In Newt's world, which these days is the religiously-supercharged realm of Republican primary voters, it certainly makes sense to talk -- as he and the other candidates were quick to -- about "forgiveness" and even "redemption." Although God lurks in the language, the real question being posed is whether the voters can forgive Newt for his career of sleaziness.
But that's the wrong question.
First, let's dismiss the righteous bluster about his personal life being personal. In fact, the presidency is one of those jobs for which a person's sex life has always been taken into consideration. From the broadsheets that first broke the (truthful) story of Jefferson's liaison with Sally Hemmings, to the (possibly truthful) slogan "Maw, Maw, Where's My Paw," right up to the (truthful) Gennifer Flowers accusations leveled at Bill Clinton during his own primary campaign, sexual misconduct has often been put on the table by a candidate's opposition. Newt knows this as well as anyone, and better than most.
Second, let's go back to that question of forgiveness. It's the wrong question, because the reason people ask questions about your past ethical lapses (sexual or legal) when you run for president is not that they want to condemn you to hell as a sinner. It is, rather, that they want some clue about your character, about who you are as a human being -- and what they can expect from you in the future. And yes, the evidence suggests that we can expect some indiscretions from Newt Gingrich in the future.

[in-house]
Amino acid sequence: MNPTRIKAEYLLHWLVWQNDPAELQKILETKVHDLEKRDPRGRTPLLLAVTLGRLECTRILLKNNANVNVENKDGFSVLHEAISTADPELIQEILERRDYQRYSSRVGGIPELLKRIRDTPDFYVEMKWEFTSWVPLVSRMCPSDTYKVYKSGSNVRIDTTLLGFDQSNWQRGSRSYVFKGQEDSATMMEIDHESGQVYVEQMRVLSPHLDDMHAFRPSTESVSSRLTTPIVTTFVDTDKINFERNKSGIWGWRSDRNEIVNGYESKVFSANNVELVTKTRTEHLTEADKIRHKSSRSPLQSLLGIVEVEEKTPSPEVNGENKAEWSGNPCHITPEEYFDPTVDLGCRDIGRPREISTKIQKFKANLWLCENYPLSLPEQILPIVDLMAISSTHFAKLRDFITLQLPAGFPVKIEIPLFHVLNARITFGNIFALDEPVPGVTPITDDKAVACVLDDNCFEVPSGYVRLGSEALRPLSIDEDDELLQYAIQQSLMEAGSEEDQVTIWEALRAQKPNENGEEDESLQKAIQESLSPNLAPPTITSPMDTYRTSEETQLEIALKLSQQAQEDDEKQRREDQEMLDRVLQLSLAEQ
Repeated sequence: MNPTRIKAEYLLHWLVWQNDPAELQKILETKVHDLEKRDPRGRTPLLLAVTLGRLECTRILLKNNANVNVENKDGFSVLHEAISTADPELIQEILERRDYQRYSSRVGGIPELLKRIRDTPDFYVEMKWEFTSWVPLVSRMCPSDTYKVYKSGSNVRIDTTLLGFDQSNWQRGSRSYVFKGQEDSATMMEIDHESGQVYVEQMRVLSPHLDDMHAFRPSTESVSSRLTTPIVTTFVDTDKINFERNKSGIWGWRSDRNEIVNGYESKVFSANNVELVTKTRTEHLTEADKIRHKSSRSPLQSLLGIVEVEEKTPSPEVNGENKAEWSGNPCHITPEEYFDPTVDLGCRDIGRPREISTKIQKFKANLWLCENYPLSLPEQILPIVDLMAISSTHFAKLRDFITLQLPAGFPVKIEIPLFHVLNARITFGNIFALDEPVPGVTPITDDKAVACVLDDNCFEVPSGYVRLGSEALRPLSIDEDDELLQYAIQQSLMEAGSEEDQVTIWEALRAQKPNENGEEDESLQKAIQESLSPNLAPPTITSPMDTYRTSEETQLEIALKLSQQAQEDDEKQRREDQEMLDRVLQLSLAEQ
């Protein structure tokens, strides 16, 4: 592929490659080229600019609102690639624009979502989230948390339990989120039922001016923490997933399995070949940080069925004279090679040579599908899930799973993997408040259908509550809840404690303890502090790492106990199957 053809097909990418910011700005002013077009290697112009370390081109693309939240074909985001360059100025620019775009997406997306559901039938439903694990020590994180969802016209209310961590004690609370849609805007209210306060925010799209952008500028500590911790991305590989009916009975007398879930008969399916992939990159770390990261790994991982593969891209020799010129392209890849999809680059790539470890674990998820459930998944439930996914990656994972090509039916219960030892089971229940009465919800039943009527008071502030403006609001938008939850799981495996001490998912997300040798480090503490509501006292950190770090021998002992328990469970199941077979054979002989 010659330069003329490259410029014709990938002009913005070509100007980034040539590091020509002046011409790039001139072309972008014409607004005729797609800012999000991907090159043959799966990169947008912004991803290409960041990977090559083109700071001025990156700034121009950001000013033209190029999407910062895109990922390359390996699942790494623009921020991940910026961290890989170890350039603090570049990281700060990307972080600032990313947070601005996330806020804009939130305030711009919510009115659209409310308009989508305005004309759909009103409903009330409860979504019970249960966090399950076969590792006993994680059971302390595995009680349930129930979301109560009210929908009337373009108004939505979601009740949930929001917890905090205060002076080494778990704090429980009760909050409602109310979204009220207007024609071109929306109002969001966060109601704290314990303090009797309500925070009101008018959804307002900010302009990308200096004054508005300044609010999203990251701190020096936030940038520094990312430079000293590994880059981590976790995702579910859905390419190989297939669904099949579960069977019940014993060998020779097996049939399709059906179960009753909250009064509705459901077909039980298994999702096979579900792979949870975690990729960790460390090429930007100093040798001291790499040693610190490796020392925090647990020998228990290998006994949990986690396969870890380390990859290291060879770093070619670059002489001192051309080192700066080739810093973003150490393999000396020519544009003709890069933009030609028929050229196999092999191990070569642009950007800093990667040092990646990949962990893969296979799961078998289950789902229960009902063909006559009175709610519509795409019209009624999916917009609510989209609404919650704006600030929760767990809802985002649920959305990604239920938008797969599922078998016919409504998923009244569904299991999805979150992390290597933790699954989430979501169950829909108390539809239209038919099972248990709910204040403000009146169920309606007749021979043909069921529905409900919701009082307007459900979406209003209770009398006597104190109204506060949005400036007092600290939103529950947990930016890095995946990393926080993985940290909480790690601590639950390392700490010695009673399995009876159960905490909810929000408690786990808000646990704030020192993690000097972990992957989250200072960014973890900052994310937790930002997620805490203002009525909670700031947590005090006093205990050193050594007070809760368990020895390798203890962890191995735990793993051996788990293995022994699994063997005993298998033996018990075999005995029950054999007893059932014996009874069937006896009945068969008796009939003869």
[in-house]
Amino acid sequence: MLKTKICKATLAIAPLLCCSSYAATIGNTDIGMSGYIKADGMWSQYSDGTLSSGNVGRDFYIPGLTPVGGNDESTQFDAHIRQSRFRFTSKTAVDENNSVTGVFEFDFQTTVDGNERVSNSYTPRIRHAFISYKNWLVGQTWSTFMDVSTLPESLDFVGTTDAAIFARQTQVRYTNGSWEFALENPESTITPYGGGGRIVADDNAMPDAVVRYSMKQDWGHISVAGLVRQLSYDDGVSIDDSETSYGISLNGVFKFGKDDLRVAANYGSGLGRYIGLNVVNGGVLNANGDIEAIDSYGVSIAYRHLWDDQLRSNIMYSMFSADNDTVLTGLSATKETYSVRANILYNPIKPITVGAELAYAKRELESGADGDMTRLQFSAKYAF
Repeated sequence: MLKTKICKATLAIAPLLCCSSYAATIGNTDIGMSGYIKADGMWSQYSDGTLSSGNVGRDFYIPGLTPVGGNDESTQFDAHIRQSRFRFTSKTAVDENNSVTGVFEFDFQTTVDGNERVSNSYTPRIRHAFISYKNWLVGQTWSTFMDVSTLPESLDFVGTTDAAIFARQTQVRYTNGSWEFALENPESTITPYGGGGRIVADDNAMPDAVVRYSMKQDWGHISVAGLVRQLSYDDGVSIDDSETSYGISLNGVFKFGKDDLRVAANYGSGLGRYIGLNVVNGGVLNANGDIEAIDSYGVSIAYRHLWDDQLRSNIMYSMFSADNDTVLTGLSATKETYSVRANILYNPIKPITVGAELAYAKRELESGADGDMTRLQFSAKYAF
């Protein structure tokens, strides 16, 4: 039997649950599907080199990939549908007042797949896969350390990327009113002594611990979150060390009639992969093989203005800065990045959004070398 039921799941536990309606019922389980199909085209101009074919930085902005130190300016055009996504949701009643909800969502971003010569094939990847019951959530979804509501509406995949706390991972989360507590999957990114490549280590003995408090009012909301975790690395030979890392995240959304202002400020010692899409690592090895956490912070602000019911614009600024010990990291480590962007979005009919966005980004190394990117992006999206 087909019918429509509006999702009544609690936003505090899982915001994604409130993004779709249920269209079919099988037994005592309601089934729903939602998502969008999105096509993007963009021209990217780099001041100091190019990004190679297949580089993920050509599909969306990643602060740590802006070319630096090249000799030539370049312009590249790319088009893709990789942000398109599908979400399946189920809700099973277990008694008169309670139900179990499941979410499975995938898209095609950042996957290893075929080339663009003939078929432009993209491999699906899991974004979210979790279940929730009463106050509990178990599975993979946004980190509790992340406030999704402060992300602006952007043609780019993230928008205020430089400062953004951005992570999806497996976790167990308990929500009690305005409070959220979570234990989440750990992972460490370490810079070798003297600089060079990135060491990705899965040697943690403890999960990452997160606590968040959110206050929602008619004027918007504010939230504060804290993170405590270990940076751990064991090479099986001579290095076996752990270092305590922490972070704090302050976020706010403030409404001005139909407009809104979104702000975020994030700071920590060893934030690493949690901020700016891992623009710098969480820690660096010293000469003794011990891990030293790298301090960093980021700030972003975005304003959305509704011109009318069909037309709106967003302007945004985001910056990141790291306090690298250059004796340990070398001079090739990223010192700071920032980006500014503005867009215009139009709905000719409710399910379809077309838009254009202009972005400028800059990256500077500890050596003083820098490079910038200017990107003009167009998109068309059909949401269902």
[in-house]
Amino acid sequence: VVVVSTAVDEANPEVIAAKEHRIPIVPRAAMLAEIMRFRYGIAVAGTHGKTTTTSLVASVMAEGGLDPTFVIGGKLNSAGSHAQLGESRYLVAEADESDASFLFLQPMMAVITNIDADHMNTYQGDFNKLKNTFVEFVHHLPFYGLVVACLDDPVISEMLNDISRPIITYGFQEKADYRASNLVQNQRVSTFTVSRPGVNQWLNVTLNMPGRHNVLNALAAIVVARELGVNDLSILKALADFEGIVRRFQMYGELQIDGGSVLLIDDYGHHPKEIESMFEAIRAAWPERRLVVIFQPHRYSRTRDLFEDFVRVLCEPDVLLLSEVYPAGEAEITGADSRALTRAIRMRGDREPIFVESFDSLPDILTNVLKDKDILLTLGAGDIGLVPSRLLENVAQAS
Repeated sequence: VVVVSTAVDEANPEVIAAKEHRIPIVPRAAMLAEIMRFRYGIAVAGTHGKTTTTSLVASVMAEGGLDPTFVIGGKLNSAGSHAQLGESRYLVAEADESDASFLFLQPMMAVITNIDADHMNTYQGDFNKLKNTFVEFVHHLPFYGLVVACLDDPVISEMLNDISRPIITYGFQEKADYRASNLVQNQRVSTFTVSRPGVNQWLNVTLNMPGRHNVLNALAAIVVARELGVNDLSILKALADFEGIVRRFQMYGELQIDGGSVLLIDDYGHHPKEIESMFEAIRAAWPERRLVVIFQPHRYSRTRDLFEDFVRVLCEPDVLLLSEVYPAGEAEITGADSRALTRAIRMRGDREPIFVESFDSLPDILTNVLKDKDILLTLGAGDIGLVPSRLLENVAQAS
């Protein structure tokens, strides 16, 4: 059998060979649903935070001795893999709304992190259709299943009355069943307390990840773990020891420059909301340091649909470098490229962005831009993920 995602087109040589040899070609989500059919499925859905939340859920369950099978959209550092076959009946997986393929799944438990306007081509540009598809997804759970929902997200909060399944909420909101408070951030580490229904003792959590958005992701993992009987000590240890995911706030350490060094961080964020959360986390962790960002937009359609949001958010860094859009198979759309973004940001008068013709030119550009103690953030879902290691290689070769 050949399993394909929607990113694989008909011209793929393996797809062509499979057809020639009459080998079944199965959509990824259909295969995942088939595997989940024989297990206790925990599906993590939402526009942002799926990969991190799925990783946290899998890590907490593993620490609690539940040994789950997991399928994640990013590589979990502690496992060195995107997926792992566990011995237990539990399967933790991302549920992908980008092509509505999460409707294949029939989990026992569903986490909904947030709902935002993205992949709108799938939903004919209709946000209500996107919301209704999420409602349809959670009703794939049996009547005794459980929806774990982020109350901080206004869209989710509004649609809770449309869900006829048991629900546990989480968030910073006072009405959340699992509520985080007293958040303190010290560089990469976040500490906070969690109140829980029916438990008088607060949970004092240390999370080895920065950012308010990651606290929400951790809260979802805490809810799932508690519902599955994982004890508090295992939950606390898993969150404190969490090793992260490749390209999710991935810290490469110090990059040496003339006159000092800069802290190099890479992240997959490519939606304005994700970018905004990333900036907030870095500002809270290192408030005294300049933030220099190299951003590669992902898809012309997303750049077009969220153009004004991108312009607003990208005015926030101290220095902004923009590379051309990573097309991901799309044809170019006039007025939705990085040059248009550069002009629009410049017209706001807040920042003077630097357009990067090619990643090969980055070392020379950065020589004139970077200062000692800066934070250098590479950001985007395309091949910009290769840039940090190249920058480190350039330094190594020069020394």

That doesn't have to be the end of his campaign. Consider Clinton. Frankly, the nation elected him already having every reason to believe that he was a serial adulterer -- as indeed he was, and continued to be while in office. And although the Lewinsky scandal was a distasteful thing (and we wouldn't let our sister within ten miles of that silver-haired devil), Clinton's approval ratings stayed remarkably high for a guy who was impeached. The country did not elect him because it wanted a saint; it elected him because it wanted an executive. He offered peace and prosperity; he delivered peace and prosperity; he was and remains a popular figure.
So, were we Newt, we might drop the phoney outrage and try something like this: "Yup. Thanks for asking that question right up front, John. The fact is that I have done some truly heinous things, in my public life and especially in my private life. I try to do better, but the odds are that I'm going to fail. I'm not offering this country a model of moral perfection. I'm offering it a model of intellectual leadership that ...." Well, you can fill in the rest.
Of course, we think Gingrich is a dope, and we'll happily tear into his inconsistent and impractical slew of bad ideas. As soon as he stops trying to stop deflecting legitimate questions about his leadership ability.
The funny part is that while Democratic primary voters might actually go for that line -- they virtually did with Clinton -- Republicans won't. The old ones would have, and our kind of Republicans still might. But not the new breed; they want saintliness more than they want statesmanship, and nothing could make that more clear than the re-election of George w. Bush. For them, Gingrich has to sing Amazing Grace, over and over. And he can't offer them intellectual leadership, because it has the word "intellectual" in it.
But if he just made a(nother) deal with the Devil, Gingrich might change his fortunes. Democratic primary voters, after all, don't care so much about a candidate's sexual conduct, and they positively relish their smarty-pants policy wonks.
So whaddaya say, Newton? Ready to come over to the Dark Side?